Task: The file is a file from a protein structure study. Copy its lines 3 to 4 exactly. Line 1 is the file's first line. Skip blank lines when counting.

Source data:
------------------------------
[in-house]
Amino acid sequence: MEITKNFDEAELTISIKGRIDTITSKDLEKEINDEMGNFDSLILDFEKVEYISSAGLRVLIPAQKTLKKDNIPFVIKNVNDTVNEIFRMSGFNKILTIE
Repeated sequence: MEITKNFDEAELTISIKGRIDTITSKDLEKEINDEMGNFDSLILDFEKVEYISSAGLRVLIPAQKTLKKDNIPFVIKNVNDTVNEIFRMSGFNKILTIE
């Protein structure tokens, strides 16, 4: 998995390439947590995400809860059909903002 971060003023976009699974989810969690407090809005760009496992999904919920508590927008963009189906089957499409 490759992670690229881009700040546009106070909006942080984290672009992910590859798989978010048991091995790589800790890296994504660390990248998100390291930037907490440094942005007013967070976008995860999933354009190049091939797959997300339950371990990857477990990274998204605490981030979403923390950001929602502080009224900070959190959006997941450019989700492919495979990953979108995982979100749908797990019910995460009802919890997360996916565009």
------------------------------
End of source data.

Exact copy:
Repeated sequence: MEITKNFDEAELTISIKGRIDTITSKDLEKEINDEMGNFDSLILDFEKVEYISSAGLRVLIPAQKTLKKDNIPFVIKNVNDTVNEIFRMSGFNKILTIE
């Protein structure tokens, strides 16, 4: 998995390439947590995400809860059909903002 971060003023976009699974989810969690407090809005760009496992999904919920508590927008963009189906089957499409 490759992670690229881009700040546009106070909006942080984290672009992910590859798989978010048991091995790589800790890296994504660390990248998100390291930037907490440094942005007013967070976008995860999933354009190049091939797959997300339950371990990857477990990274998204605490981030979403923390950001929602502080009224900070959190959006997941450019989700492919495979990953979108995982979100749908797990019910995460009802919890997360996916565009």